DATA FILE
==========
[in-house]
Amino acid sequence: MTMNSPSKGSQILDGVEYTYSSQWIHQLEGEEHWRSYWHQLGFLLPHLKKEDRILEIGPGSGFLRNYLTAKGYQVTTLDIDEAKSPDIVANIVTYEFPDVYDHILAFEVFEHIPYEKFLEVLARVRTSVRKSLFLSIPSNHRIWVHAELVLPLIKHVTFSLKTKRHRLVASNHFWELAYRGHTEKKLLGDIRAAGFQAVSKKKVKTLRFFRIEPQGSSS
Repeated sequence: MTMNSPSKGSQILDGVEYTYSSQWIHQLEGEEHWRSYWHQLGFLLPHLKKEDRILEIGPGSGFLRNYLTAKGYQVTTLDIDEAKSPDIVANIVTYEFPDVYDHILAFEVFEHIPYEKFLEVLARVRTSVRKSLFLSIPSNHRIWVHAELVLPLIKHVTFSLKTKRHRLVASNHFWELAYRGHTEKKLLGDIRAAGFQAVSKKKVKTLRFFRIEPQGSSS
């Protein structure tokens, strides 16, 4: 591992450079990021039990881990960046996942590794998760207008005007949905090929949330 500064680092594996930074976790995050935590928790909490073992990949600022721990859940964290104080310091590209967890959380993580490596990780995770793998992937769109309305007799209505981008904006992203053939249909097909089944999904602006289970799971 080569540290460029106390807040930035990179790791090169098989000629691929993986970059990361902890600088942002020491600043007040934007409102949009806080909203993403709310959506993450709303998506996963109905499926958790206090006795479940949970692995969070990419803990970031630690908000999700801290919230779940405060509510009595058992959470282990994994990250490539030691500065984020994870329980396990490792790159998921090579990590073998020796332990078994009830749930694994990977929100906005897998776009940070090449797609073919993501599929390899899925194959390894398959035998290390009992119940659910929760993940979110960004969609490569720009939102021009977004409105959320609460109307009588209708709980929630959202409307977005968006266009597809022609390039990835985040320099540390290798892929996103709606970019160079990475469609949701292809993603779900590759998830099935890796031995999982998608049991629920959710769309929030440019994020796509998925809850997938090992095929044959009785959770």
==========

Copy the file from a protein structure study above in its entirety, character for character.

[in-house]
Amino acid sequence: MTMNSPSKGSQILDGVEYTYSSQWIHQLEGEEHWRSYWHQLGFLLPHLKKEDRILEIGPGSGFLRNYLTAKGYQVTTLDIDEAKSPDIVANIVTYEFPDVYDHILAFEVFEHIPYEKFLEVLARVRTSVRKSLFLSIPSNHRIWVHAELVLPLIKHVTFSLKTKRHRLVASNHFWELAYRGHTEKKLLGDIRAAGFQAVSKKKVKTLRFFRIEPQGSSS
Repeated sequence: MTMNSPSKGSQILDGVEYTYSSQWIHQLEGEEHWRSYWHQLGFLLPHLKKEDRILEIGPGSGFLRNYLTAKGYQVTTLDIDEAKSPDIVANIVTYEFPDVYDHILAFEVFEHIPYEKFLEVLARVRTSVRKSLFLSIPSNHRIWVHAELVLPLIKHVTFSLKTKRHRLVASNHFWELAYRGHTEKKLLGDIRAAGFQAVSKKKVKTLRFFRIEPQGSSS
């Protein structure tokens, strides 16, 4: 591992450079990021039990881990960046996942590794998760207008005007949905090929949330 500064680092594996930074976790995050935590928790909490073992990949600022721990859940964290104080310091590209967890959380993580490596990780995770793998992937769109309305007799209505981008904006992203053939249909097909089944999904602006289970799971 080569540290460029106390807040930035990179790791090169098989000629691929993986970059990361902890600088942002020491600043007040934007409102949009806080909203993403709310959506993450709303998506996963109905499926958790206090006795479940949970692995969070990419803990970031630690908000999700801290919230779940405060509510009595058992959470282990994994990250490539030691500065984020994870329980396990490792790159998921090579990590073998020796332990078994009830749930694994990977929100906005897998776009940070090449797609073919993501599929390899899925194959390894398959035998290390009992119940659910929760993940979110960004969609490569720009939102021009977004409105959320609460109307009588209708709980929630959202409307977005968006266009597809022609390039990835985040320099540390290798892929996103709606970019160079990475469609949701292809993603779900590759998830099935890796031995999982998608049991629920959710769309929030440019994020796509998925809850997938090992095929044959009785959770």